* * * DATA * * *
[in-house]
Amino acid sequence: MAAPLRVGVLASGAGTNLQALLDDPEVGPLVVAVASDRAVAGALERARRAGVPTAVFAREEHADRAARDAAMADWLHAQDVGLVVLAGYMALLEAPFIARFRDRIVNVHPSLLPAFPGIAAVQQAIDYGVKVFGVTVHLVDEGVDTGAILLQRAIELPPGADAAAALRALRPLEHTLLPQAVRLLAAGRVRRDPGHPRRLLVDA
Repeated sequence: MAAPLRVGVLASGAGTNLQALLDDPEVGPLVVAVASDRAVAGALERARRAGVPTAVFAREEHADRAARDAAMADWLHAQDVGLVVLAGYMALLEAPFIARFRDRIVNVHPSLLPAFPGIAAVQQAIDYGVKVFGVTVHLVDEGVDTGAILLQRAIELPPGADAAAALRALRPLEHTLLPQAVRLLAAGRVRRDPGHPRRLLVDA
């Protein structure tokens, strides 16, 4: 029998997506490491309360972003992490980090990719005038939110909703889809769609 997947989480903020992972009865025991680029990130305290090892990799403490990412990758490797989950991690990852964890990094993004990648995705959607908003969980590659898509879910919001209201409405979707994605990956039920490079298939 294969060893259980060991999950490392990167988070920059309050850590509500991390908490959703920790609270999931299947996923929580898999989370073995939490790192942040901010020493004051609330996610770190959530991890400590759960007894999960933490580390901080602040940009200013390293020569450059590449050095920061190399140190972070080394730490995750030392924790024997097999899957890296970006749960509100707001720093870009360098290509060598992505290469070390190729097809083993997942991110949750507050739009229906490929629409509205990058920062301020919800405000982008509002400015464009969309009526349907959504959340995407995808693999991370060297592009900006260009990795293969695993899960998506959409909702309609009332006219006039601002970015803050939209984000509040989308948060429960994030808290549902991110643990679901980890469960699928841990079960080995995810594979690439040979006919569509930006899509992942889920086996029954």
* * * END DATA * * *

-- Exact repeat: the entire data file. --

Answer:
[in-house]
Amino acid sequence: MAAPLRVGVLASGAGTNLQALLDDPEVGPLVVAVASDRAVAGALERARRAGVPTAVFAREEHADRAARDAAMADWLHAQDVGLVVLAGYMALLEAPFIARFRDRIVNVHPSLLPAFPGIAAVQQAIDYGVKVFGVTVHLVDEGVDTGAILLQRAIELPPGADAAAALRALRPLEHTLLPQAVRLLAAGRVRRDPGHPRRLLVDA
Repeated sequence: MAAPLRVGVLASGAGTNLQALLDDPEVGPLVVAVASDRAVAGALERARRAGVPTAVFAREEHADRAARDAAMADWLHAQDVGLVVLAGYMALLEAPFIARFRDRIVNVHPSLLPAFPGIAAVQQAIDYGVKVFGVTVHLVDEGVDTGAILLQRAIELPPGADAAAALRALRPLEHTLLPQAVRLLAAGRVRRDPGHPRRLLVDA
């Protein structure tokens, strides 16, 4: 029998997506490491309360972003992490980090990719005038939110909703889809769609 997947989480903020992972009865025991680029990130305290090892990799403490990412990758490797989950991690990852964890990094993004990648995705959607908003969980590659898509879910919001209201409405979707994605990956039920490079298939 294969060893259980060991999950490392990167988070920059309050850590509500991390908490959703920790609270999931299947996923929580898999989370073995939490790192942040901010020493004051609330996610770190959530991890400590759960007894999960933490580390901080602040940009200013390293020569450059590449050095920061190399140190972070080394730490995750030392924790024997097999899957890296970006749960509100707001720093870009360098290509060598992505290469070390190729097809083993997942991110949750507050739009229906490929629409509205990058920062301020919800405000982008509002400015464009969309009526349907959504959340995407995808693999991370060297592009900006260009990795293969695993899960998506959409909702309609009332006219006039601002970015803050939209984000509040989308948060429960994030808290549902991110643990679901980890469960699928841990079960080995995810594979690439040979006919569509930006899509992942889920086996029954």